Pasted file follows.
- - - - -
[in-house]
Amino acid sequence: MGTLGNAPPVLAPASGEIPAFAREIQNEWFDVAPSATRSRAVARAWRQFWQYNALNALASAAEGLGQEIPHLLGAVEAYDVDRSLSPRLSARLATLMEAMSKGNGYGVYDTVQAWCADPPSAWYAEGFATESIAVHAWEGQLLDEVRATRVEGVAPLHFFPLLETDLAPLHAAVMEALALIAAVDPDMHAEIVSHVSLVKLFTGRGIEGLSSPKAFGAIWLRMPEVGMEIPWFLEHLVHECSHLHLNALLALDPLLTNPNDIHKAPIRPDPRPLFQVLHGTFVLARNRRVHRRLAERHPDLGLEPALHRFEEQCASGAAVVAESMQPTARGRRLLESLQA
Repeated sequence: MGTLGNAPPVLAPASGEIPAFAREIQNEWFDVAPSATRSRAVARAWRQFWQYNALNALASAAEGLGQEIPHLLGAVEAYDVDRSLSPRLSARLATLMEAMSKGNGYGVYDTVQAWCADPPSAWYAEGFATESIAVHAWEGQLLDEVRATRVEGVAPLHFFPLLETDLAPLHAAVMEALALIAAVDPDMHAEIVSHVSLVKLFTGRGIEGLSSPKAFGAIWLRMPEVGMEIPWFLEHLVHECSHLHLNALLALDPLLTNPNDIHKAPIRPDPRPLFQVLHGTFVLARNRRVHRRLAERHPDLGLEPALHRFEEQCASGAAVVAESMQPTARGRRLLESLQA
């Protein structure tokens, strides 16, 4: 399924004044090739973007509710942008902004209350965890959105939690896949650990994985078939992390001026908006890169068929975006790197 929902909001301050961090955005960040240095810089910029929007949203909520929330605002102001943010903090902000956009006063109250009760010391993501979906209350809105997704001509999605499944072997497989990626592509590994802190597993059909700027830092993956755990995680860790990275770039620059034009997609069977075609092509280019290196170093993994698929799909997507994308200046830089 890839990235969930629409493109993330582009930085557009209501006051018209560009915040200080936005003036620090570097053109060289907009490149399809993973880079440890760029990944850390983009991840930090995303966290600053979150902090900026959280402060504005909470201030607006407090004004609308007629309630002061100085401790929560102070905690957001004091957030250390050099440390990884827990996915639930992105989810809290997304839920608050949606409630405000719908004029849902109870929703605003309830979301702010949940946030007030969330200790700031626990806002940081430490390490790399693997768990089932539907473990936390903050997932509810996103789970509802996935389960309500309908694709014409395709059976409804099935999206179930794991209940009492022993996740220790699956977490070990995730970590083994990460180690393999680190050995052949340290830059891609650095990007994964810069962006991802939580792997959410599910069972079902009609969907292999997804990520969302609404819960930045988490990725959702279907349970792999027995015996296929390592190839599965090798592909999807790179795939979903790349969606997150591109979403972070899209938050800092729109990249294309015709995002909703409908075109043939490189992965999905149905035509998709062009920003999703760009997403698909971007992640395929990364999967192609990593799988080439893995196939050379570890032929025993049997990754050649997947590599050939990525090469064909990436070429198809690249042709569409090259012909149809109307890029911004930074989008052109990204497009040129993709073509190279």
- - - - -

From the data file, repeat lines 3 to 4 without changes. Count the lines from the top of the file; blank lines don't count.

Repeated sequence: MGTLGNAPPVLAPASGEIPAFAREIQNEWFDVAPSATRSRAVARAWRQFWQYNALNALASAAEGLGQEIPHLLGAVEAYDVDRSLSPRLSARLATLMEAMSKGNGYGVYDTVQAWCADPPSAWYAEGFATESIAVHAWEGQLLDEVRATRVEGVAPLHFFPLLETDLAPLHAAVMEALALIAAVDPDMHAEIVSHVSLVKLFTGRGIEGLSSPKAFGAIWLRMPEVGMEIPWFLEHLVHECSHLHLNALLALDPLLTNPNDIHKAPIRPDPRPLFQVLHGTFVLARNRRVHRRLAERHPDLGLEPALHRFEEQCASGAAVVAESMQPTARGRRLLESLQA
């Protein structure tokens, strides 16, 4: 399924004044090739973007509710942008902004209350965890959105939690896949650990994985078939992390001026908006890169068929975006790197 929902909001301050961090955005960040240095810089910029929007949203909520929330605002102001943010903090902000956009006063109250009760010391993501979906209350809105997704001509999605499944072997497989990626592509590994802190597993059909700027830092993956755990995680860790990275770039620059034009997609069977075609092509280019290196170093993994698929799909997507994308200046830089 890839990235969930629409493109993330582009930085557009209501006051018209560009915040200080936005003036620090570097053109060289907009490149399809993973880079440890760029990944850390983009991840930090995303966290600053979150902090900026959280402060504005909470201030607006407090004004609308007629309630002061100085401790929560102070905690957001004091957030250390050099440390990884827990996915639930992105989810809290997304839920608050949606409630405000719908004029849902109870929703605003309830979301702010949940946030007030969330200790700031626990806002940081430490390490790399693997768990089932539907473990936390903050997932509810996103789970509802996935389960309500309908694709014409395709059976409804099935999206179930794991209940009492022993996740220790699956977490070990995730970590083994990460180690393999680190050995052949340290830059891609650095990007994964810069962006991802939580792997959410599910069972079902009609969907292999997804990520969302609404819960930045988490990725959702279907349970792999027995015996296929390592190839599965090798592909999807790179795939979903790349969606997150591109979403972070899209938050800092729109990249294309015709995002909703409908075109043939490189992965999905149905035509998709062009920003999703760009997403698909971007992640395929990364999967192609990593799988080439893995196939050379570890032929025993049997990754050649997947590599050939990525090469064909990436070429198809690249042709569409090259012909149809109307890029911004930074989008052109990204497009040129993709073509190279």